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Dec 31, 2010
This week's theme
Words derived from the names of body parts

This week's words
supercilious
impugn
sinister
orchidaceous
charivari

charivari
A charivari

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A.Word.A.Day
with Anu Garg

charivari

PRONUNCIATION:
(shiv-uh-REE, SHIV-uh-ree, shuh-riv-uh-REE)

MEANING:
noun:
1. A noisy, mock serenade to a newly married couple, involving the banging of kettles, pots, and pans.
2. A confused, noisy spectacle.

ETYMOLOGY:
From French charivari (hullabaloo), perhaps from Latin caribaria (headache), from Greek karebaria, from kare/kara (head) + barys (heavy). Earliest documented use: 1735.
Also spelled as chivaree, chivari, and shivaree.

USAGE:
"To the people, the charivari of Westminster politics didn't much matter."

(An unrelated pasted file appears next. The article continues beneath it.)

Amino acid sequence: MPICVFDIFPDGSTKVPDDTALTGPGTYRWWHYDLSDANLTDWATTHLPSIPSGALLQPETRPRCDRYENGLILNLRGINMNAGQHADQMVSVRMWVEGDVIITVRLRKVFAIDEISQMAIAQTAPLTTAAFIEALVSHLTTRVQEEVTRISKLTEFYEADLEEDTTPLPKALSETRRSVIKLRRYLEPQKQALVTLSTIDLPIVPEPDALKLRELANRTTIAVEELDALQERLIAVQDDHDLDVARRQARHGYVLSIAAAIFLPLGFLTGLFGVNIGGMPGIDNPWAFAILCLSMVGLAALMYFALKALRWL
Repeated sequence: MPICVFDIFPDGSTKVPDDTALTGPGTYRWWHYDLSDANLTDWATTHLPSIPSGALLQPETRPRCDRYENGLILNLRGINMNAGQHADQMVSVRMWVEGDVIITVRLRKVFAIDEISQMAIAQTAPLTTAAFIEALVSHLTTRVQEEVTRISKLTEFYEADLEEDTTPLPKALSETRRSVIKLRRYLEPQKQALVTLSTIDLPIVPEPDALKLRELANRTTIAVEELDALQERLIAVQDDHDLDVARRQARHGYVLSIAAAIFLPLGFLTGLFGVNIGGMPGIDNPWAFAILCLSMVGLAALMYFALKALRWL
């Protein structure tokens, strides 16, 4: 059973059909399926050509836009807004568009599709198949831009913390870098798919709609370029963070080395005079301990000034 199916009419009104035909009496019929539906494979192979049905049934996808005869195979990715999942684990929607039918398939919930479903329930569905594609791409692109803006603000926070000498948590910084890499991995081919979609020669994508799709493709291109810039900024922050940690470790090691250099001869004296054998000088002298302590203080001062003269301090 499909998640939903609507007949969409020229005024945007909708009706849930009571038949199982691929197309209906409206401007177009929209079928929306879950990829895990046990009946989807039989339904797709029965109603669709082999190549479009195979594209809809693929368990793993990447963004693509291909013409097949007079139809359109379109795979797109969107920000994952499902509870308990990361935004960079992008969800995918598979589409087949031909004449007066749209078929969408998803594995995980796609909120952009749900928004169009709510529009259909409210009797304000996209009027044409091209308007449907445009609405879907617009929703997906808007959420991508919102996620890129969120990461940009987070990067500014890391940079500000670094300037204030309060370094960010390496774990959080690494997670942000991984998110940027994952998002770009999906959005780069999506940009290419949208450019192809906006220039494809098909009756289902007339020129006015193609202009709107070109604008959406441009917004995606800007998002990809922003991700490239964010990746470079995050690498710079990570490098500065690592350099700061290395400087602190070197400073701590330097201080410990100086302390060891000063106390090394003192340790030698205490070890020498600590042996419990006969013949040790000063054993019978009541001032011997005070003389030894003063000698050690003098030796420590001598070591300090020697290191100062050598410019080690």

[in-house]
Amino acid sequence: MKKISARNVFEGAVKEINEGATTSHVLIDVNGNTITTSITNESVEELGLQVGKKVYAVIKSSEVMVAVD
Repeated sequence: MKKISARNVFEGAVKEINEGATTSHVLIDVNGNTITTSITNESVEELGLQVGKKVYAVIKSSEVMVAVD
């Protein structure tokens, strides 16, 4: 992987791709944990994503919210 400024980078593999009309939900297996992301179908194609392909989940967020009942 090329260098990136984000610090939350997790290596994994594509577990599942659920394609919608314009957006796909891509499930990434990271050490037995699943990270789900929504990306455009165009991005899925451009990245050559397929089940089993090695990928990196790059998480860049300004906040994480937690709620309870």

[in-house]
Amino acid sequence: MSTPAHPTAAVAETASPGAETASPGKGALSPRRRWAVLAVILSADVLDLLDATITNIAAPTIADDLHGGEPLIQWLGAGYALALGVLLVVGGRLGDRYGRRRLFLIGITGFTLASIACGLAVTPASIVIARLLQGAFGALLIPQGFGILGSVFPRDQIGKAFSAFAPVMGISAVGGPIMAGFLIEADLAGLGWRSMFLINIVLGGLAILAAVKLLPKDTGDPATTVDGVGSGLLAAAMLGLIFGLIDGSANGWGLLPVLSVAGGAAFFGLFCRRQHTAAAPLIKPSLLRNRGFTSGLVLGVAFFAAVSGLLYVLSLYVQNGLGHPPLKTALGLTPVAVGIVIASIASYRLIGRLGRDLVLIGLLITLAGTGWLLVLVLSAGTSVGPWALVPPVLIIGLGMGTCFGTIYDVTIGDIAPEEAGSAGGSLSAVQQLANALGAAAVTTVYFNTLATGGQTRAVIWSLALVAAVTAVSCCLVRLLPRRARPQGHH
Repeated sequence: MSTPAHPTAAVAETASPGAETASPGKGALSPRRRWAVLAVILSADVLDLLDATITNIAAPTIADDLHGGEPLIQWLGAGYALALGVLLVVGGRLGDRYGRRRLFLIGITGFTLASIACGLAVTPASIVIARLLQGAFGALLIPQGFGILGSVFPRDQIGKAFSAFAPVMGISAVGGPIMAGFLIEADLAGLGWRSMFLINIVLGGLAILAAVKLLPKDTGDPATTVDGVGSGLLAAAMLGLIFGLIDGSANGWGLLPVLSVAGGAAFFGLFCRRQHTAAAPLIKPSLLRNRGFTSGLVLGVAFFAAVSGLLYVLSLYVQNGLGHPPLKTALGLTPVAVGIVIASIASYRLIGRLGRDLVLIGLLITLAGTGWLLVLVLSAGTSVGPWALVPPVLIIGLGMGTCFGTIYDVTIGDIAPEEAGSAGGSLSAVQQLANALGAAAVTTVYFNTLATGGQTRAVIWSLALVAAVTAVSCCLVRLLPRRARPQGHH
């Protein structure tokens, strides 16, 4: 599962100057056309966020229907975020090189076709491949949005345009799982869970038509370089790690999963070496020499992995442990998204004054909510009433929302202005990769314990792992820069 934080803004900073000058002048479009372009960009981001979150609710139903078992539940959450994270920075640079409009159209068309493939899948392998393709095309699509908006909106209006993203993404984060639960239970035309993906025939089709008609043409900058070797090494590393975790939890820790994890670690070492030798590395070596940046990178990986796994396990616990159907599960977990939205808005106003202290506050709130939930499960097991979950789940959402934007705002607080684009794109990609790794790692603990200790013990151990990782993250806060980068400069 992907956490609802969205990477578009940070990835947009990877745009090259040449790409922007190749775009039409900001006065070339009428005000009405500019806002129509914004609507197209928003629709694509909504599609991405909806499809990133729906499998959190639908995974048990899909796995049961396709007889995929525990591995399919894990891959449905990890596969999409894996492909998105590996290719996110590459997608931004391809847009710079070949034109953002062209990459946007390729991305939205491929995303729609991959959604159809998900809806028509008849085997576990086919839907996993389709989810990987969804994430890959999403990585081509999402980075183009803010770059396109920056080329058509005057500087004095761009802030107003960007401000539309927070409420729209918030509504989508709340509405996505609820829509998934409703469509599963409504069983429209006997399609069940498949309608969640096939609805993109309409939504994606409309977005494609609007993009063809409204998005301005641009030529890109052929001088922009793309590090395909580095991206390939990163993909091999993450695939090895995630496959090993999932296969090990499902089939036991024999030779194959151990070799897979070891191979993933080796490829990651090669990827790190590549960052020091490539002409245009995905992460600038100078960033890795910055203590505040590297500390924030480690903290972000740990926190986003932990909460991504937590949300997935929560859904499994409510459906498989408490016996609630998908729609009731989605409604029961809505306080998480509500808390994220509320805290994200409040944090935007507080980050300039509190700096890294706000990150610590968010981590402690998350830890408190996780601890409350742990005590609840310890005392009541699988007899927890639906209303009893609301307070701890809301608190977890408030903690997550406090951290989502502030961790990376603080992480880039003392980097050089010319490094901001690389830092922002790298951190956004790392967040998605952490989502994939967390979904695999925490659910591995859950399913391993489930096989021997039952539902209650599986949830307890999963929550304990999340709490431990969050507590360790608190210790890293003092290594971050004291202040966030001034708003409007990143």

Polly Toynbee and David Walker; Dear New Leader; The Guardian (London, UK); Sep 27, 2010.

"Vivid performances abound in Bartholomew fair, making it essentially an extended charivari of colourful characters, with several thin threads of plot."
Pat Donnelly; Fair is Anything But Pastoral; Montreal Gazette (Canada); Jul 4, 2009.

See more usage examples of charivari in Vocabulary.com's dictionary.

A THOUGHT FOR TODAY:
What we think, or what we know, or what we believe, is in the end, of little consequence. The only thing of consequence is what we do. -John Ruskin, author, art critic, and social reformer (1819-1900)

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